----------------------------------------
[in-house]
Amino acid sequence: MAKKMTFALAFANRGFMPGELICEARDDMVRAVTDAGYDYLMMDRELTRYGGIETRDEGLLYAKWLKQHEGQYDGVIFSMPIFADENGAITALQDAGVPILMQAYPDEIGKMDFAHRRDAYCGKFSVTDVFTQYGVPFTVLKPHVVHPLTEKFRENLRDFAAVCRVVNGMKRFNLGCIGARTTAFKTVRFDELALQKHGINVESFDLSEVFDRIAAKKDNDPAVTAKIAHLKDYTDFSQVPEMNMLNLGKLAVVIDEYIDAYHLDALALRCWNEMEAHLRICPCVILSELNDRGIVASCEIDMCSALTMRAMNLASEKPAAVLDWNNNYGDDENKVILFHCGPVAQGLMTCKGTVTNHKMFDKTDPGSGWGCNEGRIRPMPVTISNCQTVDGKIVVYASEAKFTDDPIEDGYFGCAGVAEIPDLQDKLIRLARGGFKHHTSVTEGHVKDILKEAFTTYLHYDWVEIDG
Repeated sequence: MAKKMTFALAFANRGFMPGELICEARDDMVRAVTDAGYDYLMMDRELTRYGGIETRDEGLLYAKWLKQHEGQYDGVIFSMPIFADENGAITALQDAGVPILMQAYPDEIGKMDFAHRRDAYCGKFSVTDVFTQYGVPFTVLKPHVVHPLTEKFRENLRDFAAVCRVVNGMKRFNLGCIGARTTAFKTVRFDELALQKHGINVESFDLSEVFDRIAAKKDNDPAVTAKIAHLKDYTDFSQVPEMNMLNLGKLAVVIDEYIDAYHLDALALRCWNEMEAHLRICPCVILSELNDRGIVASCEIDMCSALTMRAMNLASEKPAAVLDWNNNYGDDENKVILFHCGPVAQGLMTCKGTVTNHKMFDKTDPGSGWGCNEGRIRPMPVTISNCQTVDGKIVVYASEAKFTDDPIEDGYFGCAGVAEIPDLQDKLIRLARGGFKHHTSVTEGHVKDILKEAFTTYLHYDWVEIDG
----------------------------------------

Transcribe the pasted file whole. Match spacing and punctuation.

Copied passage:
[in-house]
Amino acid sequence: MAKKMTFALAFANRGFMPGELICEARDDMVRAVTDAGYDYLMMDRELTRYGGIETRDEGLLYAKWLKQHEGQYDGVIFSMPIFADENGAITALQDAGVPILMQAYPDEIGKMDFAHRRDAYCGKFSVTDVFTQYGVPFTVLKPHVVHPLTEKFRENLRDFAAVCRVVNGMKRFNLGCIGARTTAFKTVRFDELALQKHGINVESFDLSEVFDRIAAKKDNDPAVTAKIAHLKDYTDFSQVPEMNMLNLGKLAVVIDEYIDAYHLDALALRCWNEMEAHLRICPCVILSELNDRGIVASCEIDMCSALTMRAMNLASEKPAAVLDWNNNYGDDENKVILFHCGPVAQGLMTCKGTVTNHKMFDKTDPGSGWGCNEGRIRPMPVTISNCQTVDGKIVVYASEAKFTDDPIEDGYFGCAGVAEIPDLQDKLIRLARGGFKHHTSVTEGHVKDILKEAFTTYLHYDWVEIDG
Repeated sequence: MAKKMTFALAFANRGFMPGELICEARDDMVRAVTDAGYDYLMMDRELTRYGGIETRDEGLLYAKWLKQHEGQYDGVIFSMPIFADENGAITALQDAGVPILMQAYPDEIGKMDFAHRRDAYCGKFSVTDVFTQYGVPFTVLKPHVVHPLTEKFRENLRDFAAVCRVVNGMKRFNLGCIGARTTAFKTVRFDELALQKHGINVESFDLSEVFDRIAAKKDNDPAVTAKIAHLKDYTDFSQVPEMNMLNLGKLAVVIDEYIDAYHLDALALRCWNEMEAHLRICPCVILSELNDRGIVASCEIDMCSALTMRAMNLASEKPAAVLDWNNNYGDDENKVILFHCGPVAQGLMTCKGTVTNHKMFDKTDPGSGWGCNEGRIRPMPVTISNCQTVDGKIVVYASEAKFTDDPIEDGYFGCAGVAEIPDLQDKLIRLARGGFKHHTSVTEGHVKDILKEAFTTYLHYDWVEIDG